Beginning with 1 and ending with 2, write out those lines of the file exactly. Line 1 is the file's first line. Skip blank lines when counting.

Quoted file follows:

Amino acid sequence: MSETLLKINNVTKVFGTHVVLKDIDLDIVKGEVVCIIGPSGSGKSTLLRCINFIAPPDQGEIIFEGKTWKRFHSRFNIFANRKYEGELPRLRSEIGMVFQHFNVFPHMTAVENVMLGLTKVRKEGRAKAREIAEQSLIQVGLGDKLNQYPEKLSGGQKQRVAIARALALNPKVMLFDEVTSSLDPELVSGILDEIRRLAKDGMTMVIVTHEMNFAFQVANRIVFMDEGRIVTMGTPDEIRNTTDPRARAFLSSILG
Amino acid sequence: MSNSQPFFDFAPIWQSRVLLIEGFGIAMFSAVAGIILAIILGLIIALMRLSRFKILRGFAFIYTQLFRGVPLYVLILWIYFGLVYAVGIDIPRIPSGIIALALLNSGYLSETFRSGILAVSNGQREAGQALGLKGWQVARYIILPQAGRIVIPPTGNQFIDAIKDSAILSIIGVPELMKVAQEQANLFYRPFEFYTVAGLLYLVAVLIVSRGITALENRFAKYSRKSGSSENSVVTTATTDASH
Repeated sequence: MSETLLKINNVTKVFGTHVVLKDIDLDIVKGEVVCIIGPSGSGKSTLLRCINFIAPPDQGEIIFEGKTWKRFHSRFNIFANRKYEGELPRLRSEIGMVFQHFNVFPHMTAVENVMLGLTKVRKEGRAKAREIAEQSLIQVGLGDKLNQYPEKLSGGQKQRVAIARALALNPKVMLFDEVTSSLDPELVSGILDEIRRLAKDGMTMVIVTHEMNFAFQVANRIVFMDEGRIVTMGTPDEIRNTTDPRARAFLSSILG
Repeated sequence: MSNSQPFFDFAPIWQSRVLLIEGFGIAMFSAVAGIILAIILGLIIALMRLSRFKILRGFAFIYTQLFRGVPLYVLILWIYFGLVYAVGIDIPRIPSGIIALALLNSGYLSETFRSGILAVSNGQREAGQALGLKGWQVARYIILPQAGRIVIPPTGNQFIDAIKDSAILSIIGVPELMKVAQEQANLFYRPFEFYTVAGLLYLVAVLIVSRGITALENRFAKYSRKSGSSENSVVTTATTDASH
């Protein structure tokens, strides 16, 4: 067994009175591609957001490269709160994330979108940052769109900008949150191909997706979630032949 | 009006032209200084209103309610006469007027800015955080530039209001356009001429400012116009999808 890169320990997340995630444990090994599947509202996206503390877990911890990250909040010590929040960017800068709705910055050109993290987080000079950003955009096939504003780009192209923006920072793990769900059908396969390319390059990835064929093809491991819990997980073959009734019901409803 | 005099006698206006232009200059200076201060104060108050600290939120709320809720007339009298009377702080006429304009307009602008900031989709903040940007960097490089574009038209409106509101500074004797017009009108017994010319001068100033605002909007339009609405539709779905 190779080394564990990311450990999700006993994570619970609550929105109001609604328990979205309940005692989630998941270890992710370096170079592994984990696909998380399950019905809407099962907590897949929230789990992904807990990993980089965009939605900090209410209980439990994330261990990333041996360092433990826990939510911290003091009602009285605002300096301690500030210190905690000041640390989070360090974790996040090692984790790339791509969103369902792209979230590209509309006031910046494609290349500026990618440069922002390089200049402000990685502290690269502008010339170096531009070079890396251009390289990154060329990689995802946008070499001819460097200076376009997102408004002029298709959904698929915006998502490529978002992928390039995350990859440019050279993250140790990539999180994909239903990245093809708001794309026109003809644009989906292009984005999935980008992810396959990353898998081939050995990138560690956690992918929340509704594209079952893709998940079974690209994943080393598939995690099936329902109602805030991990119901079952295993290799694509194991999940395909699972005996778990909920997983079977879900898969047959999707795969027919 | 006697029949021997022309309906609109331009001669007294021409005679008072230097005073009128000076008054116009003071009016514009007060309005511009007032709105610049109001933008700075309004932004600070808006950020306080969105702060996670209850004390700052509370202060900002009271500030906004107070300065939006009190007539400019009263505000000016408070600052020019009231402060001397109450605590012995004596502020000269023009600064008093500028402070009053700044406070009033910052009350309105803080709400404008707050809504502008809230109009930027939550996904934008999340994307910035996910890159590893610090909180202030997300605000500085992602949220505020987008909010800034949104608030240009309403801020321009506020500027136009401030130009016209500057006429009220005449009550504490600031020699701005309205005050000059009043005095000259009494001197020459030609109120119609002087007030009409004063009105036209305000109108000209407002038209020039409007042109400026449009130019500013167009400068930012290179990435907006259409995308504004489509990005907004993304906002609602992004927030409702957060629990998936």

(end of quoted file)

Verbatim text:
Amino acid sequence: MSETLLKINNVTKVFGTHVVLKDIDLDIVKGEVVCIIGPSGSGKSTLLRCINFIAPPDQGEIIFEGKTWKRFHSRFNIFANRKYEGELPRLRSEIGMVFQHFNVFPHMTAVENVMLGLTKVRKEGRAKAREIAEQSLIQVGLGDKLNQYPEKLSGGQKQRVAIARALALNPKVMLFDEVTSSLDPELVSGILDEIRRLAKDGMTMVIVTHEMNFAFQVANRIVFMDEGRIVTMGTPDEIRNTTDPRARAFLSSILG
Amino acid sequence: MSNSQPFFDFAPIWQSRVLLIEGFGIAMFSAVAGIILAIILGLIIALMRLSRFKILRGFAFIYTQLFRGVPLYVLILWIYFGLVYAVGIDIPRIPSGIIALALLNSGYLSETFRSGILAVSNGQREAGQALGLKGWQVARYIILPQAGRIVIPPTGNQFIDAIKDSAILSIIGVPELMKVAQEQANLFYRPFEFYTVAGLLYLVAVLIVSRGITALENRFAKYSRKSGSSENSVVTTATTDASH